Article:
DUNE

1984’s Dune is a mess. Universal Pictures released it, Dino De Laurentiis produced it, and David Lynch directed it based on Frank Herbert’s 1965 sci-fi novel. It was supposed to be a mega-hit, a blockbuster to rival Star Wars with multiple installments. But it flopped. Lynch distanced himself from the project so successfully that retrospectives and critical writings about the director either gloss over Dune or leave it out altogether.

But this is all well-mined territory. Dune is up there with Heaven’s Gate and Ishtar as shorthand for grand cinematic failure. But Dune did not destroy Lynch or De Laurentiis’ careers the way Heaven’s Gate and Ishtar put an end to Michael Cimino and Elaine May’s. Quite the contrary: Lynch and De Laurentiis reteamed for 1986’s Blue Velvet, arguably one of Lynch’s best, starring none other than Dune’s leading man, Kyle MacLachlan.

What Dune was supposed to be, how Dune ended up being what it was, and why some of it works is the subject of Arrow Video’s new UHD Blu-ray set. In addition to a new 4K restoration taking from the original negative, the Dune double-disc set includes interviews, featurettes, behind the scenes, making of’s, a thick booklet with five essays about the film, and two audio commentary tracks.

The arguments against Dune are numerous, but the one Mike White of The Projection Booth podcast puts forth in his commentary track might be the most compelling one for. White has an affinity for Herbert’s books and Lynch’s movie and brings an educated eye to each frame with background from the books, the production, the various drafts of the screenplay, etc. It’s film scholasticism with a healthy dose of appreciation.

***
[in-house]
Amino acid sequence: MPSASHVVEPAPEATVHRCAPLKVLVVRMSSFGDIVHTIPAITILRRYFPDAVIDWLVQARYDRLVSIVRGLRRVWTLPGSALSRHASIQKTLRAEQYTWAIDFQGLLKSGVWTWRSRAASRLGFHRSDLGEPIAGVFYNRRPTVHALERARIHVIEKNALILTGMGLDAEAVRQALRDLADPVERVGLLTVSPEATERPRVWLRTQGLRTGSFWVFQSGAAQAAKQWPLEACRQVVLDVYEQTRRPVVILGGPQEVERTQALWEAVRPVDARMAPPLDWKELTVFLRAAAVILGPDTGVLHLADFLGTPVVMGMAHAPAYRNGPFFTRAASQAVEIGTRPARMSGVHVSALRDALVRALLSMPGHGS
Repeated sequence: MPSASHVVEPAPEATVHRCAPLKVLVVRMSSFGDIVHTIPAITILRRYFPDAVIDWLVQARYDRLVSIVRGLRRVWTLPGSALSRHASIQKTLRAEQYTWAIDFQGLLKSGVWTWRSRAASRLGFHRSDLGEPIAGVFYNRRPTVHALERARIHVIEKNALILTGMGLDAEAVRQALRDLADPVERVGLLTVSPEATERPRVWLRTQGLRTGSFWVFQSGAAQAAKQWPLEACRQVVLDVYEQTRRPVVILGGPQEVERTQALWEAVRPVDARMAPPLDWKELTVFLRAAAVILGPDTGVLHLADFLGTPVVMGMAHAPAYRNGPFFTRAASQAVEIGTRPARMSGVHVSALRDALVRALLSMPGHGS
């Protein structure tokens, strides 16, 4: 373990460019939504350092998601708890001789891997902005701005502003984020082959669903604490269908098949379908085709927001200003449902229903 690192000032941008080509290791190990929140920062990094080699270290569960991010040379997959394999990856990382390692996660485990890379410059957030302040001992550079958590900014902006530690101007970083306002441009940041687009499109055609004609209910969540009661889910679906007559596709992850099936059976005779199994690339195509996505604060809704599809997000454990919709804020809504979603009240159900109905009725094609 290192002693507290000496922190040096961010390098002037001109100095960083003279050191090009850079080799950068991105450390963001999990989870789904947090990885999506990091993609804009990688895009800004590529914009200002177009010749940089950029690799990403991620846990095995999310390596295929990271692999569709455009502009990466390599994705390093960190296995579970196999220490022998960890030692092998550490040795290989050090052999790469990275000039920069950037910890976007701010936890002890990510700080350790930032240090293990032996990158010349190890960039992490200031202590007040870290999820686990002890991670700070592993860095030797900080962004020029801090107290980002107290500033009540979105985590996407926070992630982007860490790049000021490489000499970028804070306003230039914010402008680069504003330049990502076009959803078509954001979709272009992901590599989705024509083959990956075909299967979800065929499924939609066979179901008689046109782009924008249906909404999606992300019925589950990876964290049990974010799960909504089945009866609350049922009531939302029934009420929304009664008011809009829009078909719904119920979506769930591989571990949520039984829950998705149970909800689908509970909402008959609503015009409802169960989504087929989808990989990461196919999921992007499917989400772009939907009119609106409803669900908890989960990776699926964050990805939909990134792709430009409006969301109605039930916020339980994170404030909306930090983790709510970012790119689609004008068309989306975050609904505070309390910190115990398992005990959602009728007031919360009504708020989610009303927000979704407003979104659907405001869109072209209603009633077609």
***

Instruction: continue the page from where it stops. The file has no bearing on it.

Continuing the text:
White loves Dune and wants you to love Dune too. And I must admit, his appreciation is intoxicating. There are many aspects of Dune that work: The pustules pocking the Baron’s face, for instance, are positively repulsive, and MacLachlan’s performance as Paul somewhat paves the way for FBI Special Agent Dale Cooper in its earnestness and calculation.

But what Dune isn’t is fun. It’s as if humor has been bleached from the future. All that remains are fascistic uniforms and factions so overwhelmed with ancient prophecy it’s a wonder technology was ever allowed to progress.

But Dune remains a curiosity in the career of Lynch and De Laurentiis and a fascinating misstep by a major Hollywood studio. It should not be dismissed, and Arrow’s Blu-ray set ensures that it will someday find the appreciation it deserves.

Dune cover art by Daniel Taylor.